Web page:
The returned ex-serviceman was awarded a disability pension of £2/8/9 per fortnight from 25 July, and he re-joined the tramways. He became active in the tramways union, the Australian Tramways Employees Association (AETA), becoming a workplace delegate at North Carlton Depot. Anthony was elected to the AETA 8-Hour Committee in 1924. It would be interesting to speculate how much his military service influenced his involvement in union affairs.
Post-war, Anthony worked in North Carlton and Brunswick cable tram depots, and then at the Coburg electric tram depot. However, his health was declining, so he retired from the tramways service. In 1929, he was admitted to the Caulfield Military Hospital, where he died on 6 October, aged 57, survived by his wife Jessie and four sons.
His funeral was held on 8 October. The cortege left his residence at 6 Dunstan Street, East Brunswick, at 11 o’clock for Fawkner Cemetery. A special tram – organised by his former comrades from the union – was put on to carry mourners from Albion Street to the Baker Street terminus in North Coburg.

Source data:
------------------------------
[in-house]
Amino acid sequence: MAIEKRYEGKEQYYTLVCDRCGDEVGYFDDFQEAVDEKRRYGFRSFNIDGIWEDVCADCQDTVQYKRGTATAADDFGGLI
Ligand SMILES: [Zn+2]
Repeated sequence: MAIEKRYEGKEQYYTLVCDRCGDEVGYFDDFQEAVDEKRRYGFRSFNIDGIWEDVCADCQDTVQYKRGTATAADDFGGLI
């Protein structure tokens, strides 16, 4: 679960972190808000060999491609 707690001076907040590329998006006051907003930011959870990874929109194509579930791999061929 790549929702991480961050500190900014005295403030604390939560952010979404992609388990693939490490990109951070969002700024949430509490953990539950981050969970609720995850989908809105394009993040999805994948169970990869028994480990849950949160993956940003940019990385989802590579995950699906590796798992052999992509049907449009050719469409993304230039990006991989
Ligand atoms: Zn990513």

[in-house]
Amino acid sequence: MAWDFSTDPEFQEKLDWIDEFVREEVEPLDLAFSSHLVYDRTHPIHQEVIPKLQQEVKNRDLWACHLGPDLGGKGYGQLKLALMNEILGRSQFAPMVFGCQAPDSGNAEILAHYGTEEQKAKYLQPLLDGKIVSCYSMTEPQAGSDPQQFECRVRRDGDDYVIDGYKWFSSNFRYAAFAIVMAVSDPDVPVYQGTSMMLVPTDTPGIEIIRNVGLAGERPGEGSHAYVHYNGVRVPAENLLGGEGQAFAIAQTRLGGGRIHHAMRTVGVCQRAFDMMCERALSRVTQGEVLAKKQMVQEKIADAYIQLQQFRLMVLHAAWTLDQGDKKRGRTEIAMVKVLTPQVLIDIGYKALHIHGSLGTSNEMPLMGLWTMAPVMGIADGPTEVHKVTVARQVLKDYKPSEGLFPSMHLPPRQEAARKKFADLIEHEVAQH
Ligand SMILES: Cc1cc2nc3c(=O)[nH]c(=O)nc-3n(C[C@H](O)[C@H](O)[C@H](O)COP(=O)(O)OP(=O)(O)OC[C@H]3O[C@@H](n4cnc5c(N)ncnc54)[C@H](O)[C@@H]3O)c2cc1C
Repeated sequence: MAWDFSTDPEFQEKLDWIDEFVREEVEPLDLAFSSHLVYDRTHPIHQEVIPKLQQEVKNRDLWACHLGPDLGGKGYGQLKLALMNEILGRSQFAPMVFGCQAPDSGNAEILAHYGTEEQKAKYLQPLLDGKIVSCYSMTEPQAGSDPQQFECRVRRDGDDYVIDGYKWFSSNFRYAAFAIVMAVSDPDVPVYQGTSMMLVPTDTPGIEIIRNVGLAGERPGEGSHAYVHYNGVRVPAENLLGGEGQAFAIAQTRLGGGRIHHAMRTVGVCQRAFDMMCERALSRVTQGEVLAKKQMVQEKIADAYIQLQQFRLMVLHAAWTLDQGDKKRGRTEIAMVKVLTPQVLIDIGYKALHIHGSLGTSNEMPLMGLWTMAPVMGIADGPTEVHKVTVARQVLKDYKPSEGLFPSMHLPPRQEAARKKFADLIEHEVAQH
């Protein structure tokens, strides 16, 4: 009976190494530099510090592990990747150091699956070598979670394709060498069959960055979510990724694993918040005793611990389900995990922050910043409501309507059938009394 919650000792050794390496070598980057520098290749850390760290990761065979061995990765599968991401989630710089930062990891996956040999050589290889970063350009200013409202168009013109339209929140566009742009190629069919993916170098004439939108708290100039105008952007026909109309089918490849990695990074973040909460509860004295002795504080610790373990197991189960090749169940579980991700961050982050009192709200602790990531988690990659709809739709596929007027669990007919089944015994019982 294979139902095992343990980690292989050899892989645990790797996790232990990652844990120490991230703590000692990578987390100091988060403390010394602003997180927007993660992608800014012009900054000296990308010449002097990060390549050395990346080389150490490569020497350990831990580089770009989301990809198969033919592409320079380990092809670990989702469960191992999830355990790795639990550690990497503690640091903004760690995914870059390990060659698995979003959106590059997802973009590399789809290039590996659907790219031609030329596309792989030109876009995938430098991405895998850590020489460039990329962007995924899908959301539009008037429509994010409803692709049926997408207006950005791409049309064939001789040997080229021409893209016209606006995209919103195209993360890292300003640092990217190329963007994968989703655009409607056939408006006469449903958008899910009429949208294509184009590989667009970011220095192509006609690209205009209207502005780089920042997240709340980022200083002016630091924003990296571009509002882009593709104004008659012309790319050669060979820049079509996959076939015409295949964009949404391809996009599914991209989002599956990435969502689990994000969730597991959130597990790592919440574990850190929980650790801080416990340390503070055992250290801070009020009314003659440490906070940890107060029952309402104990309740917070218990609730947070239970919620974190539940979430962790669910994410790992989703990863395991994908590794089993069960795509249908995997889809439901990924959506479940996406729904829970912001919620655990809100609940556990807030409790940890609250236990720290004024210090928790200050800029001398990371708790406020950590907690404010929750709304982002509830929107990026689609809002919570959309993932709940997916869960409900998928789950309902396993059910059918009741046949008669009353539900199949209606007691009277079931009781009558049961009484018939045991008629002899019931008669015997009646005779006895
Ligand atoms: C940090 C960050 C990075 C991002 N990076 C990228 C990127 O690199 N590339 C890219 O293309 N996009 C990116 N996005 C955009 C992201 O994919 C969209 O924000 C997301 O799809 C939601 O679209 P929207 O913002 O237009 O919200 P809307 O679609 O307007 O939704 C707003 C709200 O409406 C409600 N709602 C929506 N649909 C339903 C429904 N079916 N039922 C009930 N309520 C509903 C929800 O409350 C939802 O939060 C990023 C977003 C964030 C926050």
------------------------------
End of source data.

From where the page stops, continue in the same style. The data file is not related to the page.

Anthony was buried in the Church of England section of Fawkner Cemetery.
The Age (1924), Industrial News, 19 December 1924
The Argus (1924), Work & Wages, 19 December 1924
The Argus (1929), Deaths, 8 October 1929
The Argus (1929), Funeral Notices, 8 October 1929
Australian War Memorial (1915), First World War Embarkation Rolls
Australian War Memorial (2015), Australia and the Boer War, 1899-1902
P.L. Murray (1911), Official Records of the Australian Military Contingents to the War in South Africa, Department of Defence
National Archives of Australia (1914-19), Henry Thomas Anthony – Service Record, Commonwealth of Australia
The Railway and Tramway Record (1924), Victorian Branch No. 1, January 1924
The Tramway Record (1929), Obituary, 31 October 1929
Graham J. Whitehead (1998-2006), Wilmansrust: The Debacle In South Africa, Kingston Historical Website
 Gripman was the standard term used in Melbourne for a cable tram driver.